- Falafels – Speaking of things to wrap into pita, falafels are one of the cornerstones of Israeli cuisine. These are deep-fried balls of chickpeas often served with pita bread. Some varieties contain fava beans and onions. Israelis also lay them on a bed of salad, hummus, or tahini.
- Schnitzel – These are chicken or turkey cutlets that Israelis flatten, cover in beaten eggs and bread crumbs, and fry to a crisp. They serve it with hummus, ketchup, sesame seeds, or paprika. They also use schnitzels as pita fillings or a side dish to salads or fries.
- Baba Ganoush – This is a Levantine dish made of mashed eggplants mixed with tahini, olive oil, and various seasonings. People often use it as a dip for pita or a side to savory dishes.
- Shawarma – This food is familiar to Filipinos, but Israelis take their shawarma seriously — they’re said to make some of the best in the world. They grill meat (usually chicken, turkey, or lamb) slowly on a rotating vertical spit and season it with various spices. You can enjoy it on pita or laffa bread (a large, soft flatbread) with a generous helping of hummus or fresh salads.
- Kubbeh Stew – This is a stew made of kubbeh dumplings, which are semolina or bulgur wheat stuffed with ground meat. Israelis serve them in a tangy beet broth.
- Sabich – If you’re in the mood for a sandwich, buy a sabich. It’s made from pita stuffed with fried eggplants, hard-boiled eggs, tahini, amba, tomatoes, and cucumbers. It is a popular dish all over Israel.
Spreads and Condiments
- Hummus – You can find this paste in various dishes in Israel, from street food to expensive restaurants. Hummus is a mashed chickpea spread that contains lemon juice, garlic, and, sometimes, tahini. Israelis often serve it with pita.
- Tahini – This is a creamy and smooth paste that people use as a condiment or sauce. It contains ground sesame, salt, pepper, and lemon juice.
- Charif – This is spicy spread that people put on roasted veggies, falafels, and shawarmas.
- Amba – This is a pickled mango sauce Israelis drizzle over shawarmas, kebabs, falafels, and salads.
- Baklava – This is a sweet pastry made of layers of phyllo dough. Israelis season it with different spices, stuff it with a mixture of nuts, and top it with a honey-lemon syrup.
- Malabi – Often called the rosewater pudding, this is a creamy, milk-based pudding perfumed with rosewater. People drizzle sweet raspberry syrup and sprinkle pistachios on top of it.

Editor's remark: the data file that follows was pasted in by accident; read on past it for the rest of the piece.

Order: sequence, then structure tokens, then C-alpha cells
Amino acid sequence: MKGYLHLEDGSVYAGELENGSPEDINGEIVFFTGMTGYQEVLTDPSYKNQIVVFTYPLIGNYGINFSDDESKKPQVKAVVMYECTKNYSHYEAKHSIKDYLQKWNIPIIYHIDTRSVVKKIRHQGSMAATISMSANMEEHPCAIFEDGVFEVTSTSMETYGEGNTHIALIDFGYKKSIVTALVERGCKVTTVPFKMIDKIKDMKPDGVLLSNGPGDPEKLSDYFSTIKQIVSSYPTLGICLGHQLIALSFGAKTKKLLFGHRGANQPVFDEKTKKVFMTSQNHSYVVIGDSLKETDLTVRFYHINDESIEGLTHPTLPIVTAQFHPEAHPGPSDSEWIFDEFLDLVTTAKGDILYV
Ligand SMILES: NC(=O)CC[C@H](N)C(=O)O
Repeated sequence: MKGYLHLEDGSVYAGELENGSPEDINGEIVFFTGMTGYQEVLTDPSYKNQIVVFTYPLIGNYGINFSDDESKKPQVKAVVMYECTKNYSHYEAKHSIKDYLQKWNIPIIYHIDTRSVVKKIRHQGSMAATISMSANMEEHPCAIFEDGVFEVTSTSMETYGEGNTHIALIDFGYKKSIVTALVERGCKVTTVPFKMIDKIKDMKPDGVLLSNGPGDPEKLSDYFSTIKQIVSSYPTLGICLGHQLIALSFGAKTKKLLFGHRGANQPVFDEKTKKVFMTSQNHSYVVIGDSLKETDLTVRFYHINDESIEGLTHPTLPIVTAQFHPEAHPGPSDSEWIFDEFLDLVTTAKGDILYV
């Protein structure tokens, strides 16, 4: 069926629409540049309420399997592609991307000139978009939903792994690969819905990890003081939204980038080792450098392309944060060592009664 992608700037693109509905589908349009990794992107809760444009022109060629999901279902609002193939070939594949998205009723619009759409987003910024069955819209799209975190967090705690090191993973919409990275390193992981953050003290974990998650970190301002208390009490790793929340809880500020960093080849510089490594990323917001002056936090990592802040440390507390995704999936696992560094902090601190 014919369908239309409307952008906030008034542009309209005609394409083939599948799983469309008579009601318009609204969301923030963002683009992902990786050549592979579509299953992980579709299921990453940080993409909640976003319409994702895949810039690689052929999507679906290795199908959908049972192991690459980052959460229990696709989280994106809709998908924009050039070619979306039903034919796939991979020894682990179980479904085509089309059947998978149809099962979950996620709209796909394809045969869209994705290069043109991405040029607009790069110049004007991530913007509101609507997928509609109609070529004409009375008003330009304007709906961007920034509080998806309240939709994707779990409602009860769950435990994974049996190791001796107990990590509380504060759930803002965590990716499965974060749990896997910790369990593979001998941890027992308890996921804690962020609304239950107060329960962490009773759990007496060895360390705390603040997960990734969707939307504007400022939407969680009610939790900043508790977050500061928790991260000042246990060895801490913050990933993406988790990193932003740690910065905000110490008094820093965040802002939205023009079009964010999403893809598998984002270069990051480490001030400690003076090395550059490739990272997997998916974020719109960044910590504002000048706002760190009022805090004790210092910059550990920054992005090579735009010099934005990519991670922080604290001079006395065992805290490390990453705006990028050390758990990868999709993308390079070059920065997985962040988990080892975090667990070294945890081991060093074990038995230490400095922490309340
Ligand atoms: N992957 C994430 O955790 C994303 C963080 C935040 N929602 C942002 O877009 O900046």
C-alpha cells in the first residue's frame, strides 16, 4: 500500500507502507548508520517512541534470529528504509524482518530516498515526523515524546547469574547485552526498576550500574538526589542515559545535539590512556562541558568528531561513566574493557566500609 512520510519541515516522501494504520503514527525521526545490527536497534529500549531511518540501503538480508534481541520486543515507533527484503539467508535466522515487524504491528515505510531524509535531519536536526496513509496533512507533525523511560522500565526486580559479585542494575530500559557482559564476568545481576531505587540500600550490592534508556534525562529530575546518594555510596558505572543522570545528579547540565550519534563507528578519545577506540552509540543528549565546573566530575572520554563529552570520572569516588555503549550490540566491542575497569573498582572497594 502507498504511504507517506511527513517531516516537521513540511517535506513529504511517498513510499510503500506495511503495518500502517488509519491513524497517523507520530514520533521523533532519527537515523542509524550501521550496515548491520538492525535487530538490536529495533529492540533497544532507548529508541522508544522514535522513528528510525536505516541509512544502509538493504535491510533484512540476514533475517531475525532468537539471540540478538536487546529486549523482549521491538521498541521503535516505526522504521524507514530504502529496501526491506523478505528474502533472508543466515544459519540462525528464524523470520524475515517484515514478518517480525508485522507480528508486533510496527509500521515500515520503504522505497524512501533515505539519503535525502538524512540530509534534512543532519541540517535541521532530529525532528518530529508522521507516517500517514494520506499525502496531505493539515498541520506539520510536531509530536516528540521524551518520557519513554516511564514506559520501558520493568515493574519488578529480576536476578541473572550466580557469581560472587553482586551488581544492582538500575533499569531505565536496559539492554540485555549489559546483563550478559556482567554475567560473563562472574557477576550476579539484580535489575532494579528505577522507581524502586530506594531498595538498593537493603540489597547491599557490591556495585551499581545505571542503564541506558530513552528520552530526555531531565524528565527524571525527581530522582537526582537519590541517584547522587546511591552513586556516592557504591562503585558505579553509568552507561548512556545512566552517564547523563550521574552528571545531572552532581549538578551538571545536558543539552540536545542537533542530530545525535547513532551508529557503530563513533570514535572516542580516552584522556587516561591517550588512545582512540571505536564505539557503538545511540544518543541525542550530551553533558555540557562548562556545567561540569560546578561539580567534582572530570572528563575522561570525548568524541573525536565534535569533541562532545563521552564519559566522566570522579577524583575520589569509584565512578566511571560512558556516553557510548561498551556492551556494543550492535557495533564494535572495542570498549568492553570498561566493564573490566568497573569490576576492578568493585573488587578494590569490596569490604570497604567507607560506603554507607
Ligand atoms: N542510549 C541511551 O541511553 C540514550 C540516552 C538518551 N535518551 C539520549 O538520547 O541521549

- Halvah – This is a dense, flaky, tahini-based confection that comes in hundreds of flavors, including chocolate and vanilla. People incorporate all sorts of ingredients, such as nuts, dried fruits, and coffee extracts, into their own halvah recipes.
- Mutabak – People enjoy this paper-thin filo dough filled with soft cheese crumbles, nuts, or fruits and then baked into the shape of an envelope.
- Kanafeh – Cheese lovers, unite! Kanafeh is a famed cheese pastry soaked in a sugar-based syrup and topped with nuts.
- Hafuch Coffee – This coffee goes well with almost any food in Israel. Popularly known as upside-down coffee, Hafuch coffee follows a famed reverse process. People pour steamed milk at the bottom of the cup and cover it with a shot of espresso. Then, they top it with milk froth and nutmeg or cocoa powder.
- Lemonana – You can drink Israelis’ favorite summer beverage any time of the year. Lemonana is a mix of icy lemonade and crushed mint leaves. Fun fact: its name is a combination of the Hebrew words for lemon and mint.
- Arak – If you’re looking for a beverage with a 40-60% alcohol content, then arak is the way to go. This is an alcoholic drink made from anise and tastes a lot like licorice. Israelis often mix it with water, lemonade, or grapefruit juice and serve it with ice.
- Shoko b’sakit – This translates as “chocolate milk in a bag.” Children aren’t the only ones who love these; it’s a popular drink even among adults. Simply bite the corner off and pour the rich drink into your mouth.
- Local Wine – Don’t leave Israel without tasting its local wines, which range from kosher selections to reds and whites from Israel’s rolling vineyards.
Israel’s Culinary Scene
Festive. Colorful. Spice-filled. There are so many words to describe the food in Israel. One thing is sure, though: eating authentic dishes whose recipes were passed down through the generations and given a modern twist is a one-of-a-kind experience.
So, when your travel buddies ask what’s to eat in Israel, say that the food involves more than just falafels and hummus. The combination of spicy and savory, old and new, and sweet and tart will give you a true taste of Israel.